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ORIGINAL ARTICLE
Year : 2013  |  Volume : 20  |  Issue : 1  |  Page : 12-19  

Family biosocial variables influencing the use of insecticide treated nets for children in Eastern Nigeria


1 Department of Family Medicine, Federal Medical Centre, Umuahia, Abia state, Nigeria and visiting Consultant Family Physician, St. Vincent De Paul Hospital, Amurie- Omanze, Nigeria
2 Department of Family Medicine, Public Health Technology, Federal University of Technology, Owerri, Nigeria
3 Department of Microbiology, Imo State University, Owerri, Imo State, Nigeria
4 Department of Family Medicine, Federal Medical Centre, Umuahia, Nigeria
5 Department of Community Medicine, Federal Medical Centre, Umuahia, Abia state, Nigeria

Date of Web Publication7-Mar-2013

Correspondence Address:
Gabriel U. P. Iloh
Department of Family Medicine, Federal Medical Centre, Umuahia, Abia State
Nigeria
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Source of Support: None, Conflict of Interest: None


DOI: 10.4103/2230-8229.108178

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   Abstract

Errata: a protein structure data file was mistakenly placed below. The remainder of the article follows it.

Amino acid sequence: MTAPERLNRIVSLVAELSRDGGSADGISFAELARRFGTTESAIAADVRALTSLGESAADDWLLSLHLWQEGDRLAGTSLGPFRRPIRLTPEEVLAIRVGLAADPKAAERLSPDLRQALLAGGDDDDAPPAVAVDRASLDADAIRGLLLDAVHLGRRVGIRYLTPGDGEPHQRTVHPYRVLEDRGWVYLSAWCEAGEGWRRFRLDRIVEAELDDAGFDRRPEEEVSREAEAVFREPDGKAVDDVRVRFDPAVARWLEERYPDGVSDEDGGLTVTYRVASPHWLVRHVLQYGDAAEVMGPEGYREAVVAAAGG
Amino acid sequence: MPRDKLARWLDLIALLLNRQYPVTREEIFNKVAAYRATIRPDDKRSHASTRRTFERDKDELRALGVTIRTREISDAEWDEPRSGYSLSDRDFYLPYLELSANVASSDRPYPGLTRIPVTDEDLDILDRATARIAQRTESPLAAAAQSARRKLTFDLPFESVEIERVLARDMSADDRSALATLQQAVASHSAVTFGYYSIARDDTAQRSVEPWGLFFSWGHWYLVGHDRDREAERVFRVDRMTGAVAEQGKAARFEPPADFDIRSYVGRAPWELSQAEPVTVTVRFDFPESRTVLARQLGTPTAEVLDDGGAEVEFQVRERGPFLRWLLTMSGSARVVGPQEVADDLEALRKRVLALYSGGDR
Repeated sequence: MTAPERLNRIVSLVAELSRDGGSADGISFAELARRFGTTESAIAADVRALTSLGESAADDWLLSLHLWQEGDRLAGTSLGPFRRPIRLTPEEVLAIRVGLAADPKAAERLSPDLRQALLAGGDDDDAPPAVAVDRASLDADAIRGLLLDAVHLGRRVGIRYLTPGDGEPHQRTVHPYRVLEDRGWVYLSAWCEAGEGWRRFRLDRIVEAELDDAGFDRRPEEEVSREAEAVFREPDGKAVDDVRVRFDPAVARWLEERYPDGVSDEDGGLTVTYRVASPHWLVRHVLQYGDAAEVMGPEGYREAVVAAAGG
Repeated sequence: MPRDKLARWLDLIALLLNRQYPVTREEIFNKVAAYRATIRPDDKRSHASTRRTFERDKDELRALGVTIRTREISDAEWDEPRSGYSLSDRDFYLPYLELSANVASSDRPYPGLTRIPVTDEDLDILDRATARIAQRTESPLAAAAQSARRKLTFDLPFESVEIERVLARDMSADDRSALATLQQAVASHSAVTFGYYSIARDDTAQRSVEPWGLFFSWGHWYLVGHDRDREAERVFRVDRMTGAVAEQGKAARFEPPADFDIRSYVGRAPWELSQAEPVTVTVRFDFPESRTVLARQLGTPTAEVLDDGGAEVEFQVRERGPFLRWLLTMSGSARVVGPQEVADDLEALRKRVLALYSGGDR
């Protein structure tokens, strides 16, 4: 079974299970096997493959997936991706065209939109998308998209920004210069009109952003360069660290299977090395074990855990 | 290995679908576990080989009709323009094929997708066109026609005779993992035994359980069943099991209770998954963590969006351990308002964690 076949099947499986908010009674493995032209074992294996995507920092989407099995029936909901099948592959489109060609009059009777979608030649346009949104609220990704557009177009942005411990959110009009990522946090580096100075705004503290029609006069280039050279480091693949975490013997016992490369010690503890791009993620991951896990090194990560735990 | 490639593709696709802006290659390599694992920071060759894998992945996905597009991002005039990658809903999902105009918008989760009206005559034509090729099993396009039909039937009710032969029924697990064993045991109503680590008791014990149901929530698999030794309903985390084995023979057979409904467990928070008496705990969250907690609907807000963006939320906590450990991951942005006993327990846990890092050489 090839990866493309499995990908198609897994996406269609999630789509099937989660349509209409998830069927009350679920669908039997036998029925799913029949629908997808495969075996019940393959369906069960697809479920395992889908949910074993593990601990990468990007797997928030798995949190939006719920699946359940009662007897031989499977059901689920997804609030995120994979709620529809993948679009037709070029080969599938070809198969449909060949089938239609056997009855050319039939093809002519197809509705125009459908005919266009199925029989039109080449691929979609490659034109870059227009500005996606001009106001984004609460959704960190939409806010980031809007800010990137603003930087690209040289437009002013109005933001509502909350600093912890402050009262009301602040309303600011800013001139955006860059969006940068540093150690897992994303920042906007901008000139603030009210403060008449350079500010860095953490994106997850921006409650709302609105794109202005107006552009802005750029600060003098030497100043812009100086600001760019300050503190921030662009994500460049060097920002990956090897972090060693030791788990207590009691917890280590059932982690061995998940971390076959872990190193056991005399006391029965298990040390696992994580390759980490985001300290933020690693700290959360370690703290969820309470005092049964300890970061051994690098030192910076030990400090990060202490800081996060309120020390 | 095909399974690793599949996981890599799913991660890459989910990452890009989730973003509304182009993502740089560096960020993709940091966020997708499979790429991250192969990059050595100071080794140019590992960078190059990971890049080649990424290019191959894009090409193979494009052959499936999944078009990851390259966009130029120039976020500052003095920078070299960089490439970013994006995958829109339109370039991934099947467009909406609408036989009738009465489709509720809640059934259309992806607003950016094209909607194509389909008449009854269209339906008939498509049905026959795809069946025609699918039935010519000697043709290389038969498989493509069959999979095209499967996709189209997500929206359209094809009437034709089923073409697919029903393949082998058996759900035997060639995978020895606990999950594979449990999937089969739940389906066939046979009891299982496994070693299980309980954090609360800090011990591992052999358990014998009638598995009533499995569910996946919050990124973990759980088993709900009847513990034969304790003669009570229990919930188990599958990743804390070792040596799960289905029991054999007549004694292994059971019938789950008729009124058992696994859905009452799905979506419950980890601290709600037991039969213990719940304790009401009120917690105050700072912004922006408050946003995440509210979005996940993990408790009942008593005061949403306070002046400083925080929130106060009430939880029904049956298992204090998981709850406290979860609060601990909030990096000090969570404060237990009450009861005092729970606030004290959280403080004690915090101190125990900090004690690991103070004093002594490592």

Background: Effective reduction of malaria morbidity and mortality in Nigerian children under the age of five depends to a large extent on family biosocial factors. Although, the awareness of insecticide treated bed nets (ITNs) is reportedly high and increasing in Nigeria there remain large gaps between awareness, possession and use by families with children under the age of five in Nigeria. Aim: To determine the family biosocial variables that influence the use of insecticide treated nets for children in Eastern Nigeria. Materials and Methods: A descriptive hospital-based study was carried out from June 2008-June 2011 on a cross-section of 415 mothers with children under the age of five, who were treated for confirmed malaria, and met the selection criteria were interviewed using a pretested, structured researcher-administered questionnaire. The questionnaire tool elicited information on family socio-demographic variables, inter-spousal discussion, communication, concurrence and participation in the use of insecticide treated bed nets; and reasons for non-utilization. The period of usage in the previous 6 months was assessed and graded using a scoring system of 0-4. Scores of 1-4 indicated usage while score of 0 meant non use. Results: The rate of ITNs use was 53.0%. The family variables that significantly influenced utilization were secondary education and above of parents (mother: P0 = 0.009; father: P = 0.001), monogamy (P value = 0.024), family size of 1-4 (P value = 0.016) and parents living together ( P = 0.001); others included parents' occupation (mother: P = 0.003; father: P = 0.04) and inter-spousal discussion (P value = 0.001), communication (P value = 0.001), concurrence ( P = 0.000) and participation ( P = 0.000). The commonest reason for non- use was inconvenience during sleep ( P = 0.04). Conclusion: This study shows that the rate of ITN use was marginally good. Specifically, this rate was significantly influenced by some family variables. The families of children under the age of five should, therefore, be the focus of intensive health promotion campaign to influence the use of ITNs to produce ITN family friendly communities.